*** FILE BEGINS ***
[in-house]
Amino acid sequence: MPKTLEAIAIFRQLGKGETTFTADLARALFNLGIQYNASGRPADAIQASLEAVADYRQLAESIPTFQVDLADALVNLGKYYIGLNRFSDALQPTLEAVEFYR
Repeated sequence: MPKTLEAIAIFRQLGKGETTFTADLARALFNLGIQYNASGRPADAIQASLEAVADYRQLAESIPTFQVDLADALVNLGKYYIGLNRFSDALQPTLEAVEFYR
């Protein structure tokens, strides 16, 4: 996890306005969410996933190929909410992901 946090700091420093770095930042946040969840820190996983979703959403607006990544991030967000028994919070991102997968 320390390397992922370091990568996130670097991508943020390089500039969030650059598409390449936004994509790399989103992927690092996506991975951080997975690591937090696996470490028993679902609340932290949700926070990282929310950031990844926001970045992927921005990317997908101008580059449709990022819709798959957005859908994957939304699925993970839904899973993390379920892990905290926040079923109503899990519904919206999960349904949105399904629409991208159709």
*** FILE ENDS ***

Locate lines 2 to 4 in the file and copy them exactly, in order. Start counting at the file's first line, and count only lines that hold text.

Amino acid sequence: MPKTLEAIAIFRQLGKGETTFTADLARALFNLGIQYNASGRPADAIQASLEAVADYRQLAESIPTFQVDLADALVNLGKYYIGLNRFSDALQPTLEAVEFYR
Repeated sequence: MPKTLEAIAIFRQLGKGETTFTADLARALFNLGIQYNASGRPADAIQASLEAVADYRQLAESIPTFQVDLADALVNLGKYYIGLNRFSDALQPTLEAVEFYR
């Protein structure tokens, strides 16, 4: 996890306005969410996933190929909410992901 946090700091420093770095930042946040969840820190996983979703959403607006990544991030967000028994919070991102997968 320390390397992922370091990568996130670097991508943020390089500039969030650059598409390449936004994509790399989103992927690092996506991975951080997975690591937090696996470490028993679902609340932290949700926070990282929310950031990844926001970045992927921005990317997908101008580059449709990022819709798959957005859908994957939304699925993970839904899973993390379920892990905290926040079923109503899990519904919206999960349904949105399904629409991208159709």